LET’S FACE IT. Being a green beauty blogger, I am the stereotypical female blogger. All I would need is some food recipes and pictures of outfits and my (nonexisting) children, and I would be women’s blogging in a nutshell. As I have recently started taking courses in gender studies at the university, this is something that I have started thinking about to a higher extent. So, in honor of International Women’s Day, let me share my two cents about questions of gender in the blogosphere.
I found two statistics of the gender breakdown in bloggers, Symosos analysis from June 2010 which claims that the numbers are more or less 50-50 (with a slight majority of women, 50,9%), and the blog search engine Technorati’s analysis of their blogs from October 2010 wherein only 35% are women. I suppose Technorati’s analysis says more about the people who list their blog in technorati than it does about the whole world wide web (on a side note, I’m also kind of annoyed by the fact that they have one page with “women” blogs and then a whole bunch of pages with the real stuff like technology and business). Therefore I assume that the analysis by Symosos, where they analyzed over 100 000 000 blog posts, would be more accurate.
SO, LET’S ASSUME that there are about as many male as there are female bloggers out there. I am, however, pretty sure this wasn’t always the case. I think that women occupy more and more space in the blog world, and that time by time women are making blogging their medium.
A lot of the blogs that I stumble upon (I’m not much of a blog reader, really), seem to be by housewives or part-time workers who take care of their children and enjoy cooking and gardening, and blog about that on the side. This is what, to me, makes blogs so fascinating. Anyone can start up their own blog and share their thoughts on the things that they find important. It’s also a chance for people to find others who share their interests and their problems. It’s simply a chance to take the space one needs to make ones voice heard, even though most of the time is spent in the home.
BUT THEN WE arrive at the point where we make distinctions between genders. Women are interested in caring for children and doing housework, hence that’s why they blog about such topics. Even in the space that should be ultra-democratic and equal, where everyone can talk about whatever they like, we find that women tend to write about household tasks such as food or being mothers. Naturally I am making a huge generalization here, but really, how common is it with daddy blogs or men writing about their raw food diet?
Actually, and please don’t take this the wrong way now, I think that this has a lot to do with the fact that women make such a big deal about separating themselves in the blogworld. There are tons and tons of directories with blogs for women, such as BlogHer, Blogs by Women and so on, and so on. This is where most of the blogs about food, gardening and childcare gather. Is it then any wonder that the men who possibly would like to write about these topics find themselves left out? Not to mention all those people who don’t like to identify themselves as neither. If (and this is nothing that you have to agree with me on) one is to assume that we do live in a patriarchal society and that one of the many reasons to this is that women are bound to caring for their homes, then not letting men in on this wouldn’t exactly help the situation would it?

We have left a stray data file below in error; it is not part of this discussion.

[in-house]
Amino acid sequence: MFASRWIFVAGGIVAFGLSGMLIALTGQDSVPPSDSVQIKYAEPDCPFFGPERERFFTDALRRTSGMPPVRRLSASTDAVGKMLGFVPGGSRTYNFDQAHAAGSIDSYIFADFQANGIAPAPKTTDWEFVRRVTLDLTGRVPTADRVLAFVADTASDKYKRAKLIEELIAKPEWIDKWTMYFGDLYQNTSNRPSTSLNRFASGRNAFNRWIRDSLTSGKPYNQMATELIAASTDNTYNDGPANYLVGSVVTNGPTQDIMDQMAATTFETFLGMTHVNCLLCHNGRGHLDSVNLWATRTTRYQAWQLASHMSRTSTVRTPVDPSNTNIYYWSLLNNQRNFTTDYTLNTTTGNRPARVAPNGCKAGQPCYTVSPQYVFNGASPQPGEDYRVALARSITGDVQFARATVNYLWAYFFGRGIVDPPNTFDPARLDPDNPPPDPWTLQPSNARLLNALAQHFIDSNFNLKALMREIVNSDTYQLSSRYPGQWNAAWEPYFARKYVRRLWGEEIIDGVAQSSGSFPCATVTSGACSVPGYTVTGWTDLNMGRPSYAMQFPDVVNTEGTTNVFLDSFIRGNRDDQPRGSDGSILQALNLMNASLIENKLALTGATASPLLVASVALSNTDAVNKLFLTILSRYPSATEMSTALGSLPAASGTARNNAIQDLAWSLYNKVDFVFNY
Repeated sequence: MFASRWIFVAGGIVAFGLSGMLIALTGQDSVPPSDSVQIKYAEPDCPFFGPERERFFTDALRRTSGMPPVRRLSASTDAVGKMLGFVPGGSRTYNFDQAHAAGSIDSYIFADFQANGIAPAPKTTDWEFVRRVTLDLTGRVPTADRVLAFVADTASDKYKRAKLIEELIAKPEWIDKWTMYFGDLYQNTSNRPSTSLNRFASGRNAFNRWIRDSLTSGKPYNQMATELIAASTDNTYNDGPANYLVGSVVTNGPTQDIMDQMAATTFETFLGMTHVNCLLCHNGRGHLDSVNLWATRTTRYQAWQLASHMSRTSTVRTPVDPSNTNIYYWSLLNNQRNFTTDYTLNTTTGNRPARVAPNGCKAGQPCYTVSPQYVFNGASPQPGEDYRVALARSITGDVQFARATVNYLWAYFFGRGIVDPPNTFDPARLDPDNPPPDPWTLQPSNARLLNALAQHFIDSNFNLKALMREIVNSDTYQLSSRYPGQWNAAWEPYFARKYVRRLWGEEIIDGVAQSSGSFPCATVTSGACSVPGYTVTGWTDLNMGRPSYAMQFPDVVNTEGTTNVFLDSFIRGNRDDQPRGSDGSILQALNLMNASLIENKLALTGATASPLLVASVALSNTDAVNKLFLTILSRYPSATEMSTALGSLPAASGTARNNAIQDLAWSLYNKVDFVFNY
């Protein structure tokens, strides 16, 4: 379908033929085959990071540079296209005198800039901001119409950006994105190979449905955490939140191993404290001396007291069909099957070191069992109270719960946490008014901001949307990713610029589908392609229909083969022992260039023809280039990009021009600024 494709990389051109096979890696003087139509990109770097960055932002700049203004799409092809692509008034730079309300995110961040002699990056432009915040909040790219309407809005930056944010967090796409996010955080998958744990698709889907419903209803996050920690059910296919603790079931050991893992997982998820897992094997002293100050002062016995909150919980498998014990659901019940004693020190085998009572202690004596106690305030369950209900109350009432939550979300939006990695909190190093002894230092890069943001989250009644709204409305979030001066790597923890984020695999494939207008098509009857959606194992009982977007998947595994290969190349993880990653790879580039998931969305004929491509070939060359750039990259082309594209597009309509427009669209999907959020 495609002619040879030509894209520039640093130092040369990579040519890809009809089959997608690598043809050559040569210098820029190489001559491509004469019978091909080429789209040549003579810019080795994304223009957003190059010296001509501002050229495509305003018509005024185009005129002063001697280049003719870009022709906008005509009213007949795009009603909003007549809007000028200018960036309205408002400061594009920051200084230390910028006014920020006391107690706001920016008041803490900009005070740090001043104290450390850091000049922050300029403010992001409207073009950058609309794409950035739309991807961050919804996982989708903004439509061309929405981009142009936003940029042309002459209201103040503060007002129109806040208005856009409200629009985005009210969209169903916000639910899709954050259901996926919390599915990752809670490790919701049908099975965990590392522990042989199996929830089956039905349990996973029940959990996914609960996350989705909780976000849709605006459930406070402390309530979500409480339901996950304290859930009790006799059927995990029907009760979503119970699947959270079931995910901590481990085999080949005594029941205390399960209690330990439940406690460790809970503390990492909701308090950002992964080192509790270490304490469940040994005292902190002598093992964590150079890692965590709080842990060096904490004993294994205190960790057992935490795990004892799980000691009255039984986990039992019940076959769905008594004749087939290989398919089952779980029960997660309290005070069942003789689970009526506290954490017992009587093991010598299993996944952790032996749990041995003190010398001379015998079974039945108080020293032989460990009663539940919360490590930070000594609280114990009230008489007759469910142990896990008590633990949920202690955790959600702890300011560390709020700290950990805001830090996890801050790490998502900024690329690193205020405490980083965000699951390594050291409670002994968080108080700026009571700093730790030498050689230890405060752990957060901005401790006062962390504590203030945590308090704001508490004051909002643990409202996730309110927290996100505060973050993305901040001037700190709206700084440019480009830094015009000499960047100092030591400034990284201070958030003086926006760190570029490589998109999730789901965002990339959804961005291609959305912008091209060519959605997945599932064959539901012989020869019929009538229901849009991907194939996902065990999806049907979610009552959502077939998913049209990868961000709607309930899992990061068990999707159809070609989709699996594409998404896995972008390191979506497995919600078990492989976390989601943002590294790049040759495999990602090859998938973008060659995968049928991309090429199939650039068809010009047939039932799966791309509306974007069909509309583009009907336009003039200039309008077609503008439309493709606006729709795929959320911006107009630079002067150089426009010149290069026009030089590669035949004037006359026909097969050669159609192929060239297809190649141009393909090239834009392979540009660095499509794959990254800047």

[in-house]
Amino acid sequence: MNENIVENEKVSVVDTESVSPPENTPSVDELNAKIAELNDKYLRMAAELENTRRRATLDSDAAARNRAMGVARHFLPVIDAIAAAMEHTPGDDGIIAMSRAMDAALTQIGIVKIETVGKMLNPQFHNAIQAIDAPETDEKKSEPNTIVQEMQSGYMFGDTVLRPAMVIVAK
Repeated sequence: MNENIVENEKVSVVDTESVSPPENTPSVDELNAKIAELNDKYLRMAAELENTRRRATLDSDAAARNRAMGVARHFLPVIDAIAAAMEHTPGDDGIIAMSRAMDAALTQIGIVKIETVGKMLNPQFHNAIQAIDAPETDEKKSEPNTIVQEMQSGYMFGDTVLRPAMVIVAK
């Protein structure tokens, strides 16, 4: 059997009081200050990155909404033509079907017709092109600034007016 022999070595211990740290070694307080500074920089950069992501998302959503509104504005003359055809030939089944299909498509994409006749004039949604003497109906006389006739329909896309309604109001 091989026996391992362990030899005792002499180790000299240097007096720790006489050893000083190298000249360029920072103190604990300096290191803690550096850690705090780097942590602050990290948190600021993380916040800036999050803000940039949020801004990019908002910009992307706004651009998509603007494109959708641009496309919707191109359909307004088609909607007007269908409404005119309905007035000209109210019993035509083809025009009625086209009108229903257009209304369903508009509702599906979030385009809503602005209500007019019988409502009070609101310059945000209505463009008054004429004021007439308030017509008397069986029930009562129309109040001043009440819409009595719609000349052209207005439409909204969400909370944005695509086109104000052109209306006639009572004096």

LIKE I MENTIONED in the beginning, my own blog is very much a “typical female blog”, and I definitely do not discourage women to write about the things they are interested in, be they organic cleaning products or football. But I would like you to think about the audience you are speaking to. I know for a fact that I have many non-female readers, and when I think about the people who have spontaneously told me they enjoy my blog in person, it’s about 50-50 women and others, possibly even a bit more people who don’t define themselves as women. Which is one of the reasons to why I tend to keep my blog as gender neutral as possible.
But of course, it’s also very difficult for women to take place in the “typical male blogosphere”. I’ve recently come across a couple of very interesting blog posts about this. Read about Jann who had to write under the name of James to find that her blog counted here, and about sexism in science blogging here. Edit: seems to be a problem with scienceblogs.com. Well the text was about a woman who found that she’d be getting tons of comments from men to her serious posts, all about how hot she looked.
What are your thoughts on “female” vs. “male” blogs? Do you agree with me?